Even the "derisory" 0.25pp cut represents a 6pc reduction. But interest is only part of a mortgage repayment, although it is where the bank makes its profit, or loss. There is only one objective here - to give borrowers a noticeable reduction in monthly repayments. Anything else is deemed irrelevant.
Until after the election that is. If any real commercial harm has been done, it will be restored, somehow. Mr Cameron, it is worth noting, is particularly prone to dealing with today's problems only, irrespective of the trouble it may cause tomorrow.
Modern politics holds that, if you get the timing right, the dual strategy can be applied with minimal damage. Get it wrong, though, as the in 1970s and 2000s, and enormous damage can be done. Meanwhile the system gradually corrodes from the wear and tear of these gyrations.
As for mortgages, we do know that things changed pretty dramatically as the crisis abated from 2012. According to Central Bank data, Irish mortgage rates tracked the Eurozone average until then, but have since risen to show an excess of more than one percentage point.
That figure includes the half of all mortgages which are on trackers, many of them cheaper than the Eurozone average - although one might think there were no such things as trackers, for all the mention they get in government pronouncements and general debate.
What we got instead was the demand that the Central Bank sets interest rates. Now there is a proposal which would merit public consultation, a full White Paper and extensive debate. Never mind, a radio show will do.
In fairness, if it could be made to work, such a system might be a useful bulwark in a monetary union, where interest rates will hardly ever be ideal. Another bulwark would be greater use of fixed rates - a potential source of stability pooh-poohed by all and sundry.
Of course, Dame Street would have to be able to order banks to raise rates as well, which may not be what proponents of the idea have in mind. It is all the odder since, to judge from last week's research from the Central Bank, if it had such powers it would probably refuse to cut mortgage rates right now.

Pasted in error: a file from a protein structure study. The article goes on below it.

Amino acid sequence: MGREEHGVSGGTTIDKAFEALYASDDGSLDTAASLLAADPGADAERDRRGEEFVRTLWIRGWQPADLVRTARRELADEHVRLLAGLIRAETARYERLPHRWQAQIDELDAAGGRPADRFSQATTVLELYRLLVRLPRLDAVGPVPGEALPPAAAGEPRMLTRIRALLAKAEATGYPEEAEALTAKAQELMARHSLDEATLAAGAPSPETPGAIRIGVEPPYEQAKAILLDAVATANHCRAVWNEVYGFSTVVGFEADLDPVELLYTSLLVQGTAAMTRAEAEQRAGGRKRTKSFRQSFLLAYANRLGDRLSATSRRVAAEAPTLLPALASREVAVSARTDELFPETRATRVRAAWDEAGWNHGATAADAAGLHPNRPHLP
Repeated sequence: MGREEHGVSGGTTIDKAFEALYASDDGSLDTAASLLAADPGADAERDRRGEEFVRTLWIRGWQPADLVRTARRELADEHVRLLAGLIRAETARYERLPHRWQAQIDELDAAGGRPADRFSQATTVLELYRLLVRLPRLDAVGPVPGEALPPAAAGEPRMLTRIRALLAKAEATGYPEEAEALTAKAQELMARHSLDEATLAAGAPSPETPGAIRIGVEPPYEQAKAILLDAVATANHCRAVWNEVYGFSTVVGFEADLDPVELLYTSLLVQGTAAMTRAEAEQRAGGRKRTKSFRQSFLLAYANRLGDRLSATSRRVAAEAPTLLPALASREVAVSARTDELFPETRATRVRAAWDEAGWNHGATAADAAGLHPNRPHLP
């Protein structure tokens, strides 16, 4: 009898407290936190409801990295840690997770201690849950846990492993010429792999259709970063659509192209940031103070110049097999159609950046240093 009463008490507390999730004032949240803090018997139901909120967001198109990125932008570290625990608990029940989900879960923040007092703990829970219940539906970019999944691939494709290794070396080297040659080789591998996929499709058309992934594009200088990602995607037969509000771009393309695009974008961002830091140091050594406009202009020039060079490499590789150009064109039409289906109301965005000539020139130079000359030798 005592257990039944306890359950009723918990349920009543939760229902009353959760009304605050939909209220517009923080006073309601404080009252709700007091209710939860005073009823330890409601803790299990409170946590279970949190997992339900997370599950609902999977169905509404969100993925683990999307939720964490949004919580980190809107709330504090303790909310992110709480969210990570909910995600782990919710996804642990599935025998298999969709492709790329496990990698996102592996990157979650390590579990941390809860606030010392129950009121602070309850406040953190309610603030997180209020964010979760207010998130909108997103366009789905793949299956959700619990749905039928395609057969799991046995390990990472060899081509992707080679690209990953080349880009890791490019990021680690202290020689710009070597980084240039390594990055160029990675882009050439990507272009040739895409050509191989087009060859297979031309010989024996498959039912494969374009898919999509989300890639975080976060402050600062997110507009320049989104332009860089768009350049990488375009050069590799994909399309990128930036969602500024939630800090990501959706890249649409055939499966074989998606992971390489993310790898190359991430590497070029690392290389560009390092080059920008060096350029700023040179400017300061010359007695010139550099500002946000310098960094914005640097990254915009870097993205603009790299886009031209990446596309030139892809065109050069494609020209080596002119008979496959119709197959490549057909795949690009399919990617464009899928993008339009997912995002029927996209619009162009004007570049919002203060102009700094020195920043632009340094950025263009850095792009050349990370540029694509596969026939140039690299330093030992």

The bank cited several reasons why it may be a good idea that Irish banks are charging more than those in other euro states. There is the risk of further losses from bad loans, made riskier by the political determination that there will be no mass re-possessions of houses. One wonders if borrowers would feel better about high rates if they thought they were paying to help keep people in their homes? Probably not.
There is the fact that very few mortgage are actually being taken out, so costs are higher, and when the market does improve, foreign banks in better shape are going to go after the best business.
There is also something which has always bother the Central Bank, and may partly explain its inaction during the bubble.
This is that Irish banks are excessively dependent on mortgages and don't have the alternative sources of profits which foreign banks do.
At the time of writing, it was reported that Bank of Ireland will refuse to cut, despite being Noonaned quite severely. If so, the bank could do a better job of explaining why not and perhaps force the Government into a better explanation of why it should - other than popularity that is.